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Children check out the crabs at Feast Tofino in May, 2015.

The Globe guide to summer food (and drink!) festivals

Corey Mintz and our team of hungry writers track down the best eats, drinks and ways to play at food festivals across Canada this summer. Graphics by Trish McAlaster

VIEW FOOD EVENTS BY MONTH

MAY

JUNE

JULY

AUGUST

SEPTEMBER




ALL SUMMER



The First Fridays,

Montreal. At the foot of Montreal's Olympic stadium, guests can graze on tacos, perogies and corn dogs. A terrace provides ample seating. Free.

Starting May 5, and continuing the first Friday of every month through October.
Esplanade of the Montreal Olympic Stadium, 4141 Pierre-de Coubertin Ave.



Richmond Night Market,

Vancouver. A hundred food stalls serving dishes from all over Asia – Vietnamese wings, Japanese raindrop cake – in addition to cotton candy and German pork hock with sauerkraut. Expect big crowds and long lines. $3.75, free for children under 10 and seniors over 60.

Fridays, Saturdays, Sundays and holidays, from May 12 to Oct. 9, starting at 7 p.m.
8351 River Road.

Thomas Zhang, 5, holds a spot prawn he was given by Stewart McDonald, owner of the fishing boat Lormax, while his parents were buying prawns during the Vancouver Spot Prawn Festival at Fisherman’s Wharf on False Creek in Vancouver, B.C., on Sunday May 17, 2015.

MAY



Feast Tofino, Tofino, B.C.

With just 1,800 year-round residents, the tiny town of Tofino on the west coast of Vancouver Island isn't big enough to have traffic lights. Yet it's becoming known for its extraordinary food culture that draws inspiration from the ocean and old-growth forests of surrounding Clayoquot Sound.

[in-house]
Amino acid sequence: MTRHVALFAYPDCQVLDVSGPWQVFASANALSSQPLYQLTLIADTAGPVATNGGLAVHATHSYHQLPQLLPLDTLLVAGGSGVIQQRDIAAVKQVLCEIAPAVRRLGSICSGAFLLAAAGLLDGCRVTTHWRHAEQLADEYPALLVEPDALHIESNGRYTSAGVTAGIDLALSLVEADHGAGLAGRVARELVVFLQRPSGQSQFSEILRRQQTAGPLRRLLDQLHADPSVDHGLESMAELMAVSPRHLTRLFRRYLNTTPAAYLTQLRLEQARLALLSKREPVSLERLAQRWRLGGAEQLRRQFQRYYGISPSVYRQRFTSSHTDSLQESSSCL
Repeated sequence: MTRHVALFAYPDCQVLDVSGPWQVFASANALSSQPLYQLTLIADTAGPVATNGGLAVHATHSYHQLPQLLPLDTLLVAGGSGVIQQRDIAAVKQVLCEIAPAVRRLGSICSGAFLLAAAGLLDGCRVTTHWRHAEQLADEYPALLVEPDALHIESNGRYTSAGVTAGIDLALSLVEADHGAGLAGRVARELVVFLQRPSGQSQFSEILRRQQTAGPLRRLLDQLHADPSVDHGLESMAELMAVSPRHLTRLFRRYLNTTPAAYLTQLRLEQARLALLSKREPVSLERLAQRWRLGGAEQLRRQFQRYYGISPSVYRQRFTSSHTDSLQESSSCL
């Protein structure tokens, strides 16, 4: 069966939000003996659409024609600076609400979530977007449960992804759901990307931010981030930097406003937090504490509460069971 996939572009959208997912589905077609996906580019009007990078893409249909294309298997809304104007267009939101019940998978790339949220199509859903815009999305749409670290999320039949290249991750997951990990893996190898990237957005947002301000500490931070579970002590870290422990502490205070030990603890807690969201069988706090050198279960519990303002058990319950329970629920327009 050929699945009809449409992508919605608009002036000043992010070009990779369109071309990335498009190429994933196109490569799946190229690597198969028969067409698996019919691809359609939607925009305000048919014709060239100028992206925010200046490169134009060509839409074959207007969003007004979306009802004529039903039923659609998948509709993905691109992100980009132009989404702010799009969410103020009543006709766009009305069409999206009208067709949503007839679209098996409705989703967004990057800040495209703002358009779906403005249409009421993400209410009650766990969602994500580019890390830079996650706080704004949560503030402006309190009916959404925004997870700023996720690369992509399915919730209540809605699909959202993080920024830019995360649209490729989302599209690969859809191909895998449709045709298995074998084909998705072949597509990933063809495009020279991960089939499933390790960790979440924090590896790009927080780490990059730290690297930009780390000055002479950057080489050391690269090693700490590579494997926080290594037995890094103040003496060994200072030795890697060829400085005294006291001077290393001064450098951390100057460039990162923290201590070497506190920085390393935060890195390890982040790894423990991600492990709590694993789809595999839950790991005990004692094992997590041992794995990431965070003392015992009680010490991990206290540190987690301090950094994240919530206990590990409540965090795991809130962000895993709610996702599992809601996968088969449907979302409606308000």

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Every spring, a strong community of chefs, growers, brewers, butchers, foragers and fishermen gets together to celebrate, with 2 1/2 weeks of demos, tastings, collaboration dinners and kitchen takeovers at Feast Tofino. Locals and visitors alike come here to fish, forage and cook on the beach. Canadian chefs like Lora Kirk, Nicole Gomes, Anita Lo showed up to last year's Feast, as did Amanda Cohen of Dirt Candy in New York.

This year, Vancouver is sending chefs Lee Cooper from L'Abattoir, Stefan Hartmann from the Bauhaus, and Joel Watanabe from Bao Bei and Kissa Tanto. They'll be eating, teaching and collaborating on boat-to-table menus with Tofinian chefs including Lisa Ahier of SoBo, Nick Nutting of Wolf in the Fog, Warren Barr of the Pointe Restaurant in the Wickaninnish Inn and Ian Riddick of Long Beach Lodge.

The Boat to Tailgate Party is the family-friendly anchor event, raising money for local salmon research while offering an opportunity to catch your own food along with local chefs and fishing guides. The Dirty Gourmet invites guests to camp overnight at Mussel Beach in the Barkley Sound and combines adventure biking with a gourmet lunch in the backcountry. And on Victoria Day weekend, the party wraps up with the Tofino Dock Festival, an afternoon of tasting and hobnobbing in the inner harbour on Tofino's working 4th Street dock. $20 to $120. May 5 to 22. feasttofino.com – Julie van Rosendaal






Spot Prawn Festival, Vancouver. The day's celebrations, including a big boil and demos by chefs, kicks off spot prawn season. Bring cash to buy the sweet shellfish straight off the dock, which will be available for about six to eight weeks. $17.50 (includes snack of 3 spot prawns), all proceeds go to Chef's Table Society of British Columbia. Saturday, May 13. False Creek Fishermen's Wharf, 1505 West 1st Avenue. https://spotprawnfestival.com/



Great Okanagan Beer Festival, Kelowna, B.C. Showcasing about 40 Canadian brewers (focusing on B.C. craft beer makers), this three-day festival fills the afternoon with waterside concerts and hot dogs (vegetarian and gluten-free options available). Smoking (including vapesters) limited to designated areas. $45 (includes 3 beer tokens). May 11 to 13. Waterfront Park, 1200 Water St. https://gibbonswhistler.com/festivals-events/great-okanagan-beer-festival/